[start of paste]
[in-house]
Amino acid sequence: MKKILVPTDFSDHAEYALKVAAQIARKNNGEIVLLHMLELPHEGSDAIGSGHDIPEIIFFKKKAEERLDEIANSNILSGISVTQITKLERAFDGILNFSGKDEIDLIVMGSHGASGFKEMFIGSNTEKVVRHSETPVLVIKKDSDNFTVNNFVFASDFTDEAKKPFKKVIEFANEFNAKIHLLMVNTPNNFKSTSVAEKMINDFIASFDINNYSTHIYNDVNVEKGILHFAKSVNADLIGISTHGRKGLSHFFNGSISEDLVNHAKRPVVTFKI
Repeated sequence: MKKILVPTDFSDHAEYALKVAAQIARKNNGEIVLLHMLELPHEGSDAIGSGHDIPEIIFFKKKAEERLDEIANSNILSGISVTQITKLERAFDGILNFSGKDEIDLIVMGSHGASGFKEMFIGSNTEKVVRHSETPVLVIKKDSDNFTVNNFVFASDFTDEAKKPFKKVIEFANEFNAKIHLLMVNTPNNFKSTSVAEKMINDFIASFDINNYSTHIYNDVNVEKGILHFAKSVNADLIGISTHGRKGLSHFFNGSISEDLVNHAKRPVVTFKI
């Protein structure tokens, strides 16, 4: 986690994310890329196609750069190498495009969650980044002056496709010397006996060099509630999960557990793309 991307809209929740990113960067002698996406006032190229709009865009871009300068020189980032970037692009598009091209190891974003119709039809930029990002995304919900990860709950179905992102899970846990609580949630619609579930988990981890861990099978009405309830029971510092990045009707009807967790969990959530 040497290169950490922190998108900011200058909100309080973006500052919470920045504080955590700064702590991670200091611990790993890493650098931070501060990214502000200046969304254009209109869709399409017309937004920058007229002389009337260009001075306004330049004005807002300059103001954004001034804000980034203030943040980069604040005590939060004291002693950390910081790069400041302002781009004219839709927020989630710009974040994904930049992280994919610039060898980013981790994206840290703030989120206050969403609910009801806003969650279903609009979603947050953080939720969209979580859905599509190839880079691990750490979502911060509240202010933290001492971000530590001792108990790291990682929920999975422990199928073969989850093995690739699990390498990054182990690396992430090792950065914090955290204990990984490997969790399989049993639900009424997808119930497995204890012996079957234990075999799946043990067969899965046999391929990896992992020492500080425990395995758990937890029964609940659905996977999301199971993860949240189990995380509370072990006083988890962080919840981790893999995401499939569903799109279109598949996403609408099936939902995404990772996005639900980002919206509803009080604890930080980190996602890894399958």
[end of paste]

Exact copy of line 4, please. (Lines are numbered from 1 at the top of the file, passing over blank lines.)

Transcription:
């Protein structure tokens, strides 16, 4: 986690994310890329196609750069190498495009969650980044002056496709010397006996060099509630999960557990793309 991307809209929740990113960067002698996406006032190229709009865009871009300068020189980032970037692009598009091209190891974003119709039809930029990002995304919900990860709950179905992102899970846990609580949630619609579930988990981890861990099978009405309830029971510092990045009707009807967790969990959530 040497290169950490922190998108900011200058909100309080973006500052919470920045504080955590700064702590991670200091611990790993890493650098931070501060990214502000200046969304254009209109869709399409017309937004920058007229002389009337260009001075306004330049004005807002300059103001954004001034804000980034203030943040980069604040005590939060004291002693950390910081790069400041302002781009004219839709927020989630710009974040994904930049992280994919610039060898980013981790994206840290703030989120206050969403609910009801806003969650279903609009979603947050953080939720969209979580859905599509190839880079691990750490979502911060509240202010933290001492971000530590001792108990790291990682929920999975422990199928073969989850093995690739699990390498990054182990690396992430090792950065914090955290204990990984490997969790399989049993639900009424997808119930497995204890012996079957234990075999799946043990067969899965046999391929990896992992020492500080425990395995758990937890029964609940659905996977999301199971993860949240189990995380509370072990006083988890962080919840981790893999995401499939569903799109279109598949996403609408099936939902995404990772996005639900980002919206509803009080604890930080980190996602890894399958």